“Pray for One” Politics
Politics are important. I realize we grow tired of the constant bantering between candidates and certainly the current presidential campaigns have presented us with several embarrassing moments. Yet, the outcome of any election, and our ability to decipher the truth, is critical to our future. Politics matter.
However, regardless of the passion we feel for a candidate or a cause, we need to be wise. Actually, “because” of the passion we feel, we need to be wise. It is easy to forget who is listening and watching, and if we aren’t careful, we can do irreparable harm to our Christian witness and God’s “one” in our lives.
Do we want a president who has backroom conversations about grabbing women’s genitals? Probably not. Do we want a president who uses a non-profit foundation to launder money given for political favors? Not likely. Will a candidate guilty of one of these sins be in the White House? I am certain of it.
Until the dust settles I would like to suggest some things we might want to keep in mind as followers of Jesus:
Show care in the way you evoke the name of Jesus. We should be aware of where candidates stand on important moral issues, and the power our next president will have in selecting Supreme Court appointees makes this election a matter of great concern for believers. However, Jesus doesn’t have a candidate. Remember, He is the King of Kings and Lord of Lords. Act on your spiritual convictions, but don’t exploit Jesus for political purposes.
Don’t violate biblical principles in your attempt to support a candidate. I have seen words on Facebook from my brothers and sisters in Christ that would have led to certain and swift punishment in my home as a kid. We have lost our filters, and our children are watching. They are reading our Facebook posts. I have heard obvious misrepresentations of the truth, and outright lies from supporters of both candidates. I understand hyperbole is one way we get our ideas across in our society. There is also a temptation to counter lies with bigger lies. But we must recognize what we are doing to our character and our ability to lead others to Jesus when we behave badly. The generation that is emerging in our country is already detached from the church. When we spew hate we don’t make ourselves very attractive, and honestly, we probably don’t help our candidate.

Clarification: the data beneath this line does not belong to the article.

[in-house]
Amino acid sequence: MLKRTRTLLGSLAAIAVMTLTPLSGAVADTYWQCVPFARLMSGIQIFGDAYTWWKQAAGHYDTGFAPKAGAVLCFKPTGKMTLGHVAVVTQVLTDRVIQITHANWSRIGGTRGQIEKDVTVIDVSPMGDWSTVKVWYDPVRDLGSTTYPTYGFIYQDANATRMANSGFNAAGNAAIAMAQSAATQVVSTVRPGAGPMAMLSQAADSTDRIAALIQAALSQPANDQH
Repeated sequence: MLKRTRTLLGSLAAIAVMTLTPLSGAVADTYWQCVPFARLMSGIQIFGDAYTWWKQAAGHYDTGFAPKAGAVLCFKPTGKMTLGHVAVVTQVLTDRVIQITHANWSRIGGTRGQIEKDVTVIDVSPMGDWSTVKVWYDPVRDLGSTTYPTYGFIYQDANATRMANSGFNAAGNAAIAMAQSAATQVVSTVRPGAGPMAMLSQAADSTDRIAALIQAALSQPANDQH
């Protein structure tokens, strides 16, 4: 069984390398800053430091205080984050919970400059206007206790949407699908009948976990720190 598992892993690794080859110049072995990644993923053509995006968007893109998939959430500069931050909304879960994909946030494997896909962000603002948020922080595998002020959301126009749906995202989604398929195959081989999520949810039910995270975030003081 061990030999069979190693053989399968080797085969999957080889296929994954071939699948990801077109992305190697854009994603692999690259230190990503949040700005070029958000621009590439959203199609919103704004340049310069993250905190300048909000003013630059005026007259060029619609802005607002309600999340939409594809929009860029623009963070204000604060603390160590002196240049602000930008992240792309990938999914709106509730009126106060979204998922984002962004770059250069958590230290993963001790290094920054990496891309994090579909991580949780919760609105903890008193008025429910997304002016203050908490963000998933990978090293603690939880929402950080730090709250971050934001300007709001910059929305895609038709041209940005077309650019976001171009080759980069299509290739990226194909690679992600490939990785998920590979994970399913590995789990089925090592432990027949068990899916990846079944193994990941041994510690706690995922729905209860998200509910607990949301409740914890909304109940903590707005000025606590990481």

Remember, the soul of a culture is sustained by faith, not politics. This doesn’t mean a president can’t represent our collective soul and inspire us to honor God. However, the best candidates and laws upholding morality are very transient unless a critical mass supports them. Our best hope is and has always been the kingdom work of bringing people to know Jesus. He is the one who changes our neighborhoods, workplaces and homes. Jesus heals the broken-hearted and sets the captive free.
Demonstrate an ability to articulate your views without malice. Are you a conservative? Carefully craft your Facebook posts and find a way to share your convictions in a concise, logical manner. Do you believe in more social programs and regulation? State your reasons and make some comparisons and contrasts. Does your past have a lot to do with why you feel the way you feel? Share specifics. Talk about the consequences of government overreach or the failure of our government to intervene in your situation. Don’t just pass along what you hear, and don’t repost hateful opinions on Facebook on issues you haven’t researched for yourself.
And do all of this without malice. We turn to hateful words when we have nothing left to say, and people notice.
There is nothing wrong with having strong opinions and sharing them in the public square. I disagree strongly with those who think Christians should “stay in their lane”, as if faith has no place in politics. There is a time to shout. There is even a time for civil disobedience. But there is never a time when we should forget we represent Jesus.
People who don’t know Jesus won’t forget how we have acted. The dust usually settles, but it always leaves a film.